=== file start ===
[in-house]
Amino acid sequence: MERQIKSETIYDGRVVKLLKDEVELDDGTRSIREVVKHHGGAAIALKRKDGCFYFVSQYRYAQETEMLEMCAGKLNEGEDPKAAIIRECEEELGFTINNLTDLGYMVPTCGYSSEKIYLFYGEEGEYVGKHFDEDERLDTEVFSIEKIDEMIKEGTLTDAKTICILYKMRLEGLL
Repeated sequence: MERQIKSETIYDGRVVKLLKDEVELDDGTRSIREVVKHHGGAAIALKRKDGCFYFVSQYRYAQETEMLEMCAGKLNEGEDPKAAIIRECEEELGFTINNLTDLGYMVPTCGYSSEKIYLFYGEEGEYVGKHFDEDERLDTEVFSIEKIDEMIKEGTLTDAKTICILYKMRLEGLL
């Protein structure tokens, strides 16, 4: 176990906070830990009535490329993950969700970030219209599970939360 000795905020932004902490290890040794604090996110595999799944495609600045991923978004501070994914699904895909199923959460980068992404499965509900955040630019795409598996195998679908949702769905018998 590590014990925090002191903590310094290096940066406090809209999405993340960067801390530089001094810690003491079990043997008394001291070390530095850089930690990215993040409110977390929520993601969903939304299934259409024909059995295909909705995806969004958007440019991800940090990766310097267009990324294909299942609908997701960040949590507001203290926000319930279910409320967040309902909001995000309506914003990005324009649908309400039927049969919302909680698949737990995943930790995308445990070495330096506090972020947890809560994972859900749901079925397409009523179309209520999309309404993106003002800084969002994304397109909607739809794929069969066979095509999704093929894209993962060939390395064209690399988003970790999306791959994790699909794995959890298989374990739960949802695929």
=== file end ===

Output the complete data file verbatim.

[in-house]
Amino acid sequence: MERQIKSETIYDGRVVKLLKDEVELDDGTRSIREVVKHHGGAAIALKRKDGCFYFVSQYRYAQETEMLEMCAGKLNEGEDPKAAIIRECEEELGFTINNLTDLGYMVPTCGYSSEKIYLFYGEEGEYVGKHFDEDERLDTEVFSIEKIDEMIKEGTLTDAKTICILYKMRLEGLL
Repeated sequence: MERQIKSETIYDGRVVKLLKDEVELDDGTRSIREVVKHHGGAAIALKRKDGCFYFVSQYRYAQETEMLEMCAGKLNEGEDPKAAIIRECEEELGFTINNLTDLGYMVPTCGYSSEKIYLFYGEEGEYVGKHFDEDERLDTEVFSIEKIDEMIKEGTLTDAKTICILYKMRLEGLL
């Protein structure tokens, strides 16, 4: 176990906070830990009535490329993950969700970030219209599970939360 000795905020932004902490290890040794604090996110595999799944495609600045991923978004501070994914699904895909199923959460980068992404499965509900955040630019795409598996195998679908949702769905018998 590590014990925090002191903590310094290096940066406090809209999405993340960067801390530089001094810690003491079990043997008394001291070390530095850089930690990215993040409110977390929520993601969903939304299934259409024909059995295909909705995806969004958007440019991800940090990766310097267009990324294909299942609908997701960040949590507001203290926000319930279910409320967040309902909001995000309506914003990005324009649908309400039927049969919302909680698949737990995943930790995308445990070495330096506090972020947890809560994972859900749901079925397409009523179309209520999309309404993106003002800084969002994304397109909607739809794929069969066979095509999704093929894209993962060939390395064209690399988003970790999306791959994790699909794995959890298989374990739960949802695929």